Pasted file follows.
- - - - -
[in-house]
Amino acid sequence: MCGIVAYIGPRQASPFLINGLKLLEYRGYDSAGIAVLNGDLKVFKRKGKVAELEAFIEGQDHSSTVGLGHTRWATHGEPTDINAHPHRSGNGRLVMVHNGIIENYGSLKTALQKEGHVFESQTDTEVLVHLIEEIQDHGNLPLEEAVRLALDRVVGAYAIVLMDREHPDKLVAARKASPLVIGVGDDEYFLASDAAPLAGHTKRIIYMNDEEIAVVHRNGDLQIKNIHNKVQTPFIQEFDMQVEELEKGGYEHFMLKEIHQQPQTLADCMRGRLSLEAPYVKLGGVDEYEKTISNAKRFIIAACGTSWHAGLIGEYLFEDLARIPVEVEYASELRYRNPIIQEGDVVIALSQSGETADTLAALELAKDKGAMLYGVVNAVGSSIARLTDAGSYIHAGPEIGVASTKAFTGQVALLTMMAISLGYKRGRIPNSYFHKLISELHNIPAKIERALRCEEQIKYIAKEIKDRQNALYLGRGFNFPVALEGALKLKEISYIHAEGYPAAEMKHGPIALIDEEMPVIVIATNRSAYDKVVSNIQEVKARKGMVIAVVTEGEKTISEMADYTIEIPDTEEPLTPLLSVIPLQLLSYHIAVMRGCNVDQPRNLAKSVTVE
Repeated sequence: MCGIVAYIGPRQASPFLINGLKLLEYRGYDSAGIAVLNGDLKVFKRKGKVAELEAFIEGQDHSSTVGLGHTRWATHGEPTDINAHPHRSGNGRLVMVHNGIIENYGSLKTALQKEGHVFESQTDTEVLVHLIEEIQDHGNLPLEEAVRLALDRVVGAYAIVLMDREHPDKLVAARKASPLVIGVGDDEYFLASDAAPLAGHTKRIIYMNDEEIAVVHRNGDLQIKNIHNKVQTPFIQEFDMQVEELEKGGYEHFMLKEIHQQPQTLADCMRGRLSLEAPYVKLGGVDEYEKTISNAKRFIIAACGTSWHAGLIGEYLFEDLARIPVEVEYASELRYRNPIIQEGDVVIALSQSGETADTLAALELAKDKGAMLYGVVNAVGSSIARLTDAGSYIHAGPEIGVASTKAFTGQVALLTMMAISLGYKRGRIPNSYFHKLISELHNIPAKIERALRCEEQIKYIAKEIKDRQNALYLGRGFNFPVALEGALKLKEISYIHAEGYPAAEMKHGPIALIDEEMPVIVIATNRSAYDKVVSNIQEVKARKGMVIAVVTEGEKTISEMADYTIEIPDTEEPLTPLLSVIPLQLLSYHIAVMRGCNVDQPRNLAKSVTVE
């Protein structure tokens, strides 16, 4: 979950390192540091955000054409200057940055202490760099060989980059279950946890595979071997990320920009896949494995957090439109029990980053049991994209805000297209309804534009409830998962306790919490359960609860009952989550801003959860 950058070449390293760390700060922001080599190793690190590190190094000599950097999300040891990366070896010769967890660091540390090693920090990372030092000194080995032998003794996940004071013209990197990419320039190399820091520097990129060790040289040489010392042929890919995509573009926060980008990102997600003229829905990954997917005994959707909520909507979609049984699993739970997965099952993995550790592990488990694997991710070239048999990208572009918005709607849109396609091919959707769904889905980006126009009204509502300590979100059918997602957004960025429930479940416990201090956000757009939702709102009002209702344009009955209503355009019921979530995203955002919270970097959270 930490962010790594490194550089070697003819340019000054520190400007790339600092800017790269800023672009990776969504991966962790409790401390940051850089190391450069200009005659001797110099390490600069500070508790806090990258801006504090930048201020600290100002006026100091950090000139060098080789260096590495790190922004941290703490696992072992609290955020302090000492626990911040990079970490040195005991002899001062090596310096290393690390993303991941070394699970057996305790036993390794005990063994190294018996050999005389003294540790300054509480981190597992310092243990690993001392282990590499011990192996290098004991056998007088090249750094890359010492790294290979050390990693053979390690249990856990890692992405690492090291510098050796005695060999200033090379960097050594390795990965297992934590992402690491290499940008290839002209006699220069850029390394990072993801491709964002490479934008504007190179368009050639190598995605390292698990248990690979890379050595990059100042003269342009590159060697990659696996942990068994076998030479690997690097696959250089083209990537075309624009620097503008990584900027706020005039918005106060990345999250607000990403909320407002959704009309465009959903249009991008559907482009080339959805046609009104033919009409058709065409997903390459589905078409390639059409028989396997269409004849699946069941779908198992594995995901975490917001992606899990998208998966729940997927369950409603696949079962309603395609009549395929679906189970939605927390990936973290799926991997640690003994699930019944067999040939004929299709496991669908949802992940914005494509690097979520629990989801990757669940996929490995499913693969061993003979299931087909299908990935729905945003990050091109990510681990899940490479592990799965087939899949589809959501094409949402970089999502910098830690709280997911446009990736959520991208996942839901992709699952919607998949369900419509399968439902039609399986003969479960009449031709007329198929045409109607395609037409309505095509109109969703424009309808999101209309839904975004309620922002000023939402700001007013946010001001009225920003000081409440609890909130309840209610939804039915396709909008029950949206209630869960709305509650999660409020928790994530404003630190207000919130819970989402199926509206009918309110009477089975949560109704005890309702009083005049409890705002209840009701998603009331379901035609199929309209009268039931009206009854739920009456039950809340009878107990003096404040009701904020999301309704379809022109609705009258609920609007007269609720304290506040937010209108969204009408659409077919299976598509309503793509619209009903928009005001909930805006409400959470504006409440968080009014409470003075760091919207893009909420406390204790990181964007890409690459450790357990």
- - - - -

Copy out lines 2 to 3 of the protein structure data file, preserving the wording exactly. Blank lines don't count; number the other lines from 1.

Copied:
Amino acid sequence: MCGIVAYIGPRQASPFLINGLKLLEYRGYDSAGIAVLNGDLKVFKRKGKVAELEAFIEGQDHSSTVGLGHTRWATHGEPTDINAHPHRSGNGRLVMVHNGIIENYGSLKTALQKEGHVFESQTDTEVLVHLIEEIQDHGNLPLEEAVRLALDRVVGAYAIVLMDREHPDKLVAARKASPLVIGVGDDEYFLASDAAPLAGHTKRIIYMNDEEIAVVHRNGDLQIKNIHNKVQTPFIQEFDMQVEELEKGGYEHFMLKEIHQQPQTLADCMRGRLSLEAPYVKLGGVDEYEKTISNAKRFIIAACGTSWHAGLIGEYLFEDLARIPVEVEYASELRYRNPIIQEGDVVIALSQSGETADTLAALELAKDKGAMLYGVVNAVGSSIARLTDAGSYIHAGPEIGVASTKAFTGQVALLTMMAISLGYKRGRIPNSYFHKLISELHNIPAKIERALRCEEQIKYIAKEIKDRQNALYLGRGFNFPVALEGALKLKEISYIHAEGYPAAEMKHGPIALIDEEMPVIVIATNRSAYDKVVSNIQEVKARKGMVIAVVTEGEKTISEMADYTIEIPDTEEPLTPLLSVIPLQLLSYHIAVMRGCNVDQPRNLAKSVTVE
Repeated sequence: MCGIVAYIGPRQASPFLINGLKLLEYRGYDSAGIAVLNGDLKVFKRKGKVAELEAFIEGQDHSSTVGLGHTRWATHGEPTDINAHPHRSGNGRLVMVHNGIIENYGSLKTALQKEGHVFESQTDTEVLVHLIEEIQDHGNLPLEEAVRLALDRVVGAYAIVLMDREHPDKLVAARKASPLVIGVGDDEYFLASDAAPLAGHTKRIIYMNDEEIAVVHRNGDLQIKNIHNKVQTPFIQEFDMQVEELEKGGYEHFMLKEIHQQPQTLADCMRGRLSLEAPYVKLGGVDEYEKTISNAKRFIIAACGTSWHAGLIGEYLFEDLARIPVEVEYASELRYRNPIIQEGDVVIALSQSGETADTLAALELAKDKGAMLYGVVNAVGSSIARLTDAGSYIHAGPEIGVASTKAFTGQVALLTMMAISLGYKRGRIPNSYFHKLISELHNIPAKIERALRCEEQIKYIAKEIKDRQNALYLGRGFNFPVALEGALKLKEISYIHAEGYPAAEMKHGPIALIDEEMPVIVIATNRSAYDKVVSNIQEVKARKGMVIAVVTEGEKTISEMADYTIEIPDTEEPLTPLLSVIPLQLLSYHIAVMRGCNVDQPRNLAKSVTVE